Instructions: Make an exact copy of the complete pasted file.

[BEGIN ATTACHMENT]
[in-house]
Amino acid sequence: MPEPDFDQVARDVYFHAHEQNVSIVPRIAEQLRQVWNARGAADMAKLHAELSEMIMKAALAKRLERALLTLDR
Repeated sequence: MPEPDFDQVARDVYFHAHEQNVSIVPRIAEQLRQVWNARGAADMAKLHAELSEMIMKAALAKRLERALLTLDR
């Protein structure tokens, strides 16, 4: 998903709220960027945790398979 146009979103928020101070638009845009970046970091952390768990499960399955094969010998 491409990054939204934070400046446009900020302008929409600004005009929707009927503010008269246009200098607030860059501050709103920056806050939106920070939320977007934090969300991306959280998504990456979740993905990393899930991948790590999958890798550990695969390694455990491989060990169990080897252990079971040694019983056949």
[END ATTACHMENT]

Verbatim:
[in-house]
Amino acid sequence: MPEPDFDQVARDVYFHAHEQNVSIVPRIAEQLRQVWNARGAADMAKLHAELSEMIMKAALAKRLERALLTLDR
Repeated sequence: MPEPDFDQVARDVYFHAHEQNVSIVPRIAEQLRQVWNARGAADMAKLHAELSEMIMKAALAKRLERALLTLDR
């Protein structure tokens, strides 16, 4: 998903709220960027945790398979 146009979103928020101070638009845009970046970091952390768990499960399955094969010998 491409990054939204934070400046446009900020302008929409600004005009929707009927503010008269246009200098607030860059501050709103920056806050939106920070939320977007934090969300991306959280998504990456979740993905990393899930991948790590999958890798550990695969390694455990491989060990169990080897252990079971040694019983056949």